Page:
I’m fed up of being told that a bug or usability issue I’ve found is ‘vanilla functionality’.

Wherever I’ve worked, when this situation has cropped up, the only reason development has been done and testing is needed, is because we didn’t order vanilla!

For those not familiar with the jargon, the term vanilla refers to plain and unaltered, the ‘original’ state of the software before your particular flavour of enhancements and modifications are added.

An example would be some generic software that creates invoices. The first change you’d be likely to make would be to add your own company logo. The rest of the software would then be vanilla. Later on you might want to add a facility to specify a discount, say 5% to apply to resellers.

Now, say I’m testing this software. My focus is on the logo and the presence of the reseller discount when appropriate. I’m not a computer running an automated test though, and if I spot a typo on the terms and conditions, or that the VAT rate isn’t right, then I’m going to flag it up as a defect.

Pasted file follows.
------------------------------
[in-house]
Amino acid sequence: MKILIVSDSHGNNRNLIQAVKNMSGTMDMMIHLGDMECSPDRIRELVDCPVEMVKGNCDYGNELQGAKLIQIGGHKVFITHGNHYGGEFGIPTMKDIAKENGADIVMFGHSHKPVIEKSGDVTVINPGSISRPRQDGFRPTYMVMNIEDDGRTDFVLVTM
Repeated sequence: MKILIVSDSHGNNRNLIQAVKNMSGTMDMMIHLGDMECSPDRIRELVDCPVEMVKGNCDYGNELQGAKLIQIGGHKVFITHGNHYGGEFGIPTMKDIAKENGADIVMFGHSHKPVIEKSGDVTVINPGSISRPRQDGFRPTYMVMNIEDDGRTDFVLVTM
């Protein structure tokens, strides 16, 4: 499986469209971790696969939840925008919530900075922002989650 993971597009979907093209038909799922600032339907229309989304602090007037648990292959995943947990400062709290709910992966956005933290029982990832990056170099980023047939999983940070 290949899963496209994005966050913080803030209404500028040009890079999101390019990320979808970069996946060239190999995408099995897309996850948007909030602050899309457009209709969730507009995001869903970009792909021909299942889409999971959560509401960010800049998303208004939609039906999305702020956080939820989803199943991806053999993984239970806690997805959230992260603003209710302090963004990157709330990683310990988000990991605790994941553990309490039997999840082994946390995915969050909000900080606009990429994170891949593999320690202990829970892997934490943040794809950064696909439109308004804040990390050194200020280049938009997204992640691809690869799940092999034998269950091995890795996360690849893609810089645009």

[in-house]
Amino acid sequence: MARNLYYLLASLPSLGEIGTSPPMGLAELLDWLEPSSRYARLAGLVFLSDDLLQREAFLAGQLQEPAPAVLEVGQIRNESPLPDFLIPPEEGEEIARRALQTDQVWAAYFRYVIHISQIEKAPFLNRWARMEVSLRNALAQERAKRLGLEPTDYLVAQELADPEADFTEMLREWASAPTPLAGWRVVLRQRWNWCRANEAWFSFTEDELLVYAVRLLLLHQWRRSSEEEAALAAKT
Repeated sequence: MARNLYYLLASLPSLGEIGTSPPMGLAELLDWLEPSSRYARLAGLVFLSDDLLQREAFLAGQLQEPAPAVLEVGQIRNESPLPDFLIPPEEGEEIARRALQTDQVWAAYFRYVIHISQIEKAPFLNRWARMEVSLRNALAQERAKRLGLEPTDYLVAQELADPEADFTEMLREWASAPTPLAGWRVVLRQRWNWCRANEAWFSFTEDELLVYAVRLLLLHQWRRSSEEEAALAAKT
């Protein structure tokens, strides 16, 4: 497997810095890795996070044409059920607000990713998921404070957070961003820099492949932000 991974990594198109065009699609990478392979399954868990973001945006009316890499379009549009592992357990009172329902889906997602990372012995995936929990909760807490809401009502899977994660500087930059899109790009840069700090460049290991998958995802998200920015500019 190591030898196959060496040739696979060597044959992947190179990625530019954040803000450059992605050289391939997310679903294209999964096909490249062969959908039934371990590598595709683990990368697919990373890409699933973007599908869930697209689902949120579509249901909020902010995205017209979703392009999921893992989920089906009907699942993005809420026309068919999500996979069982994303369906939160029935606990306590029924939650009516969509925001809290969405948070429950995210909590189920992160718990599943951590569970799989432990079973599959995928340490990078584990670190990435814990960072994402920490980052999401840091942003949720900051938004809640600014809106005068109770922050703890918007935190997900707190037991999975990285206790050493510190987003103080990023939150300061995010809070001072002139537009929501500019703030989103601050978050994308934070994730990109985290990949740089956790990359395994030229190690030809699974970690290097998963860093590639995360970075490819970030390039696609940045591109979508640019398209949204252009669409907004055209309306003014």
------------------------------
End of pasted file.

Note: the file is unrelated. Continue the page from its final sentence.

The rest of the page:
On one hand, I can understand and appreciate the developers’ response; this has nothing to do with the change and so they can’t be held responsible for it. On the other hand, we’re all trying to produce the best work we can, in a usually hyper-competitive environment, so just occasionally I’d like the response to be ‘OK, let me see what I can do’.

We know that the flavour needed to be customised, that our company wanted strawberry ice cream as vanilla didn’t quite cut it. But if, when we taste the results of the strawberry recipe, the flavour is too sharp, we shouldn’t be against the general principle of adding a little more sugar.

Advertisements